Charles McGrath discusses one of fiction’s most enduring characters in light of the latest movie version.
Best Short Stories | In Photos | csmonitor.com:
In a clever twist on the usual “best books” list, The Christian Science Monitor presents a slideshow of book covers for its 8 choices of best short story collections of 2008.
In ‘Bright Shiny Morning,’ James Frey Presents Little Pieces of Los Angeles in His Way – New York Times
New York Times reviewer Janet Maslin writes about James Frey’s new novel:
He got a second act. He got another chance. Look what he did with it. He stepped up to the plate and hit one out of the park. No more lying, no more melodrama, still run-on sentences still funny punctuation but so what. He became a furiously good storyteller this time.
He wrote a big book. He wrote about a city. Los Angeles. He made up a lot of characters, high low rich poor lucky not, every kind, the book threw them together. It was random but smart.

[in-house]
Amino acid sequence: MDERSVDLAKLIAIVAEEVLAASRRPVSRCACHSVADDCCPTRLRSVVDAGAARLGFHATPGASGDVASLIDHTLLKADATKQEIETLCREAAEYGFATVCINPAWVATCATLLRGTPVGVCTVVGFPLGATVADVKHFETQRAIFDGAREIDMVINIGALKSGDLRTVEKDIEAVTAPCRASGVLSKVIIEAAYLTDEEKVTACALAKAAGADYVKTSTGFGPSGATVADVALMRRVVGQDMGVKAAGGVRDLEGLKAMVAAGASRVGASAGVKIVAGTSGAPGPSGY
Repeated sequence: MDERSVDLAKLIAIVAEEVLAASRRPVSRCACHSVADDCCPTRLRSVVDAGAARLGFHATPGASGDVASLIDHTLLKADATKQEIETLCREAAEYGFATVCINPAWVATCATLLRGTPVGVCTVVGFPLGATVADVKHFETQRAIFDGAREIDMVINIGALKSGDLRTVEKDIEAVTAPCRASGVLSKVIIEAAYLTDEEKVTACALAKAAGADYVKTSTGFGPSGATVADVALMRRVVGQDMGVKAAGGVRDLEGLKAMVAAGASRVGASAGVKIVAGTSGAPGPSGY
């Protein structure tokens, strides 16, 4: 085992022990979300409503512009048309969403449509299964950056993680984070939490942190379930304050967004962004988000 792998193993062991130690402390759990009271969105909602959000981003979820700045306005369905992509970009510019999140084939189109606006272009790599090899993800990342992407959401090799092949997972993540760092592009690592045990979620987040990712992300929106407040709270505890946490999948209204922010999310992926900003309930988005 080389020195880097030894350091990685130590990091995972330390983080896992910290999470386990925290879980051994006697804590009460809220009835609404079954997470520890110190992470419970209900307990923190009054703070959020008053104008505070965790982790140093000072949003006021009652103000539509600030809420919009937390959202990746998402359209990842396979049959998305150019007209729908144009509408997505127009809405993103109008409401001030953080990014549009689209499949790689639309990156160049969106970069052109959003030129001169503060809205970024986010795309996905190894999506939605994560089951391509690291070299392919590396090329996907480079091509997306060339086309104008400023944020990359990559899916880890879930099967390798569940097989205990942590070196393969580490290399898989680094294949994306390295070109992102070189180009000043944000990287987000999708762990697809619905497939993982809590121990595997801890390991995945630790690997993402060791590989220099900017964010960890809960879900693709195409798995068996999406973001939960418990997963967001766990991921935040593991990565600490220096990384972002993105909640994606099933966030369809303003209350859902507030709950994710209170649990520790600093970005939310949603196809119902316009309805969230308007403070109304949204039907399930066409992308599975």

Yes, this is that James Frey, the one who published a memoir called A Million Little Pieces and was later vilified in the press and in front of millions of viewers on the Oprah show for making much of it up.
This time he’s made it all up and rightly called it fiction.
This is from The Writer’s Almanac, which is produced by Prairie Home Productions and presented by American Public Media:
It’s the birthday of (Nelle) Harper Lee, (books by this author) the author of To Kill a Mockingbird (1960), born in Monroeville, Alabama (1926), the daughter of a local newspaper editor and lawyer. She was a friend from childhood of Truman Capote, and she later traveled to Kansas with him to help with the research of his work for In Cold Blood (1966). In college, she worked on the humor magazine Ramma-Jamma. She attended law school at the University of Alabama, but dropped out before earning a degree, moving to New York to pursue a writing career. She later said that her years in law school were “good training for a writer.”